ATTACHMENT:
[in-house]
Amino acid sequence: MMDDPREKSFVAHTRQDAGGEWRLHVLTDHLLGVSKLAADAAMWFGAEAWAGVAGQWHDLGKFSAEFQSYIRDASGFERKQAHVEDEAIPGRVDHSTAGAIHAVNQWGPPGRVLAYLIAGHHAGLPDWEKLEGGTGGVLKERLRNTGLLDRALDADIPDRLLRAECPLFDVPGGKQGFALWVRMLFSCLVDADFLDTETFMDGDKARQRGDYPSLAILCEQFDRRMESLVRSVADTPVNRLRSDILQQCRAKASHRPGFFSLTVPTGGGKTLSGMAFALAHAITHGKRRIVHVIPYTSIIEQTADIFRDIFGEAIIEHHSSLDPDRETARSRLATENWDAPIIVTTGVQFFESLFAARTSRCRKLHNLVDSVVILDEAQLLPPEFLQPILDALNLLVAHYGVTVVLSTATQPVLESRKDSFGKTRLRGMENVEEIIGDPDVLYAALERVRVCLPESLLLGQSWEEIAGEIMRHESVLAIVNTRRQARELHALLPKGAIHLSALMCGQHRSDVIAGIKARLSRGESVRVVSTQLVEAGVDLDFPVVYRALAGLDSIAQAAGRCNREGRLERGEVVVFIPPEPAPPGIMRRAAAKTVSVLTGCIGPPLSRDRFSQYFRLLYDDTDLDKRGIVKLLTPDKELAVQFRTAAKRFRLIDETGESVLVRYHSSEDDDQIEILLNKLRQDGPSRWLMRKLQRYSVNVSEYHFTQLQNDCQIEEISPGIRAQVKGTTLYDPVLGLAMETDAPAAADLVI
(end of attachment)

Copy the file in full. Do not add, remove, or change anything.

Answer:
[in-house]
Amino acid sequence: MMDDPREKSFVAHTRQDAGGEWRLHVLTDHLLGVSKLAADAAMWFGAEAWAGVAGQWHDLGKFSAEFQSYIRDASGFERKQAHVEDEAIPGRVDHSTAGAIHAVNQWGPPGRVLAYLIAGHHAGLPDWEKLEGGTGGVLKERLRNTGLLDRALDADIPDRLLRAECPLFDVPGGKQGFALWVRMLFSCLVDADFLDTETFMDGDKARQRGDYPSLAILCEQFDRRMESLVRSVADTPVNRLRSDILQQCRAKASHRPGFFSLTVPTGGGKTLSGMAFALAHAITHGKRRIVHVIPYTSIIEQTADIFRDIFGEAIIEHHSSLDPDRETARSRLATENWDAPIIVTTGVQFFESLFAARTSRCRKLHNLVDSVVILDEAQLLPPEFLQPILDALNLLVAHYGVTVVLSTATQPVLESRKDSFGKTRLRGMENVEEIIGDPDVLYAALERVRVCLPESLLLGQSWEEIAGEIMRHESVLAIVNTRRQARELHALLPKGAIHLSALMCGQHRSDVIAGIKARLSRGESVRVVSTQLVEAGVDLDFPVVYRALAGLDSIAQAAGRCNREGRLERGEVVVFIPPEPAPPGIMRRAAAKTVSVLTGCIGPPLSRDRFSQYFRLLYDDTDLDKRGIVKLLTPDKELAVQFRTAAKRFRLIDETGESVLVRYHSSEDDDQIEILLNKLRQDGPSRWLMRKLQRYSVNVSEYHFTQLQNDCQIEEISPGIRAQVKGTTLYDPVLGLAMETDAPAAADLVI